People trying to fight through the economic downturn by earning college degrees may soon find them harder to afford in Nebraska.
While budget cuts proposed at the University of Nebraska probably won't cause a midstream tuition hike this school year, the president of the university hinted that they could lead to a larger-than-usual increase next school year.
"Historically, when appropriations have gone down tuition has gone up higher than average," university President J.B. Milliken said after testifying before the Legislature's budget-writing Appropriations Committee on Monday.
Milliken wouldn't predict how much tuition may rise. He also said it's too early to say what cuts the university would have to make should it get a total of $26 million less from the state this year and next, as proposed by Gov. Dave Heineman.
"We will be looking hard at whether there are particular programs that need to be eliminated," Milliken said.
Heineman's proposed cut to the university's budget is part of his plan to close a $334 million state-budget gap caused by lower-than-expected tax revenues. Lawmakers are considering the proposal during a special legislative session that began last week.
The university and state-funded colleges, including Peru, Wayne and Chadron State Colleges, would see the state-funded portions of their budgets decreased by 1.8 percent this year and 3.4 percent next year under Heineman's plan. The reductions that NU and the state colleges face are less severe than those proposed for all other state agencies under Heineman's plan: 2.5 percent this year and 5 percent next year.
Stan Carpenter, chancellor of the Nebraska State College System, said he would try to hold next year's tuition increase to the same rate it jumped this year _ 5 percent. A significant tuition hike at NU's campuses in Lincoln, Omaha and Kearney would follow the smallest tuition increase in more than a decade _ tuition rose 4 percent this year.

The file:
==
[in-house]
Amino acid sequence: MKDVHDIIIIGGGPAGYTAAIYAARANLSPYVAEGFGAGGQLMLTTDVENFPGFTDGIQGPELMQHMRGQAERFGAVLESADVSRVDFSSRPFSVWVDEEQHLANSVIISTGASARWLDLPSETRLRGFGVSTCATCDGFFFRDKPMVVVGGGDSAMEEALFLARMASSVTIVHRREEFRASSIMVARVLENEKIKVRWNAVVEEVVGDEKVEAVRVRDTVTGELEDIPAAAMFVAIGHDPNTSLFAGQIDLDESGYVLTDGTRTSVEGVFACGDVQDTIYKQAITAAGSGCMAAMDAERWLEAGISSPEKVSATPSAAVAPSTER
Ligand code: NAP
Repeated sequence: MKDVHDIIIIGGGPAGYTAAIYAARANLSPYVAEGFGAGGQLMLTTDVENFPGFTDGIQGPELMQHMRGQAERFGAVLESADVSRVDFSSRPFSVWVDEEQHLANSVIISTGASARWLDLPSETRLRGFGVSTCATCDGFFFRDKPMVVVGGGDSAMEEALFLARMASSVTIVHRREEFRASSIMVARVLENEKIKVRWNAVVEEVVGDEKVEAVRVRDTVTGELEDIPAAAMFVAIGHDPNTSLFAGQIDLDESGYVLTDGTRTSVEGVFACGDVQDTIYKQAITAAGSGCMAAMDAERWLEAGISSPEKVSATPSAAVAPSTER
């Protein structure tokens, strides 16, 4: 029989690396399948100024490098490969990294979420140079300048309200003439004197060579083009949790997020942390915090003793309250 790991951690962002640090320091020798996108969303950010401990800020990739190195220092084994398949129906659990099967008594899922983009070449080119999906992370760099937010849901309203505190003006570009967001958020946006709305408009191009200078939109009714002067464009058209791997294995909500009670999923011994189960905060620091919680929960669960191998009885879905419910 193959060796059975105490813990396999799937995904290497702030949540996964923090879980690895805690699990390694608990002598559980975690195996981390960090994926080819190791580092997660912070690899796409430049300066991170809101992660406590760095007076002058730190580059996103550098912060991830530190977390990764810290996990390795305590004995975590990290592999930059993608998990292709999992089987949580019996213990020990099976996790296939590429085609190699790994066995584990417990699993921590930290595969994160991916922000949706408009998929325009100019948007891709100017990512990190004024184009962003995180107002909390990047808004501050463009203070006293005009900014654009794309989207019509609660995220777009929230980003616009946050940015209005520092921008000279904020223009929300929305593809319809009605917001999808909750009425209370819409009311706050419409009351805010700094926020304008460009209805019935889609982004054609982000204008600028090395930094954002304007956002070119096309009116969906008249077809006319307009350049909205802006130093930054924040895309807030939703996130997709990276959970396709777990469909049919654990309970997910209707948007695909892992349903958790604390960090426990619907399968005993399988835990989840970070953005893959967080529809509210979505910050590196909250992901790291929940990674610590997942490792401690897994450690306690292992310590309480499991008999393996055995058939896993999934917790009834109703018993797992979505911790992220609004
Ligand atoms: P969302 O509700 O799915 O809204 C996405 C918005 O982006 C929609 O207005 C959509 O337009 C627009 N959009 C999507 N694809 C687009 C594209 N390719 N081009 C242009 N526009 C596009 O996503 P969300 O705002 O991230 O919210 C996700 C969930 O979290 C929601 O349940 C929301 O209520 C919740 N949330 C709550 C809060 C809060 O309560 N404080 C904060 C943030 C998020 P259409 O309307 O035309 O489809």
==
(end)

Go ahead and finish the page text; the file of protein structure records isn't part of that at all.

The average, annual tuition increase at the University of Nebraska-Lincoln over the past two decades has been nearly 7 percent. When the state last faced a budget crisis in the early part of this decade, average annual increases ranged from 10 percent to 15 percent.
Like Milliken, Carpenter said programs were in jeopardy of being eliminated on the heels of painful reductions that have already been made. Last year, for example, social work, museum studies and information-science technology were cut from the curriculum at Chadron State College.
More cuts in programs and higher tuition could come at the same time demand for financial aid is rising.
At the University of Nebraska-Lincoln, "we're running a good 1,000 applications ahead" of normal so far this year for financial aid and the pace is not slowing, said Craig Munier, director of scholarships and financial aid.
"I suspect that we're seeing families, who in the past weren't in need financial aid, now are," because of the economy Munier said.
Munier added that historically, big spikes in tuition have not led to commensurate increases in demand for financial aid including scholarships and federal loans.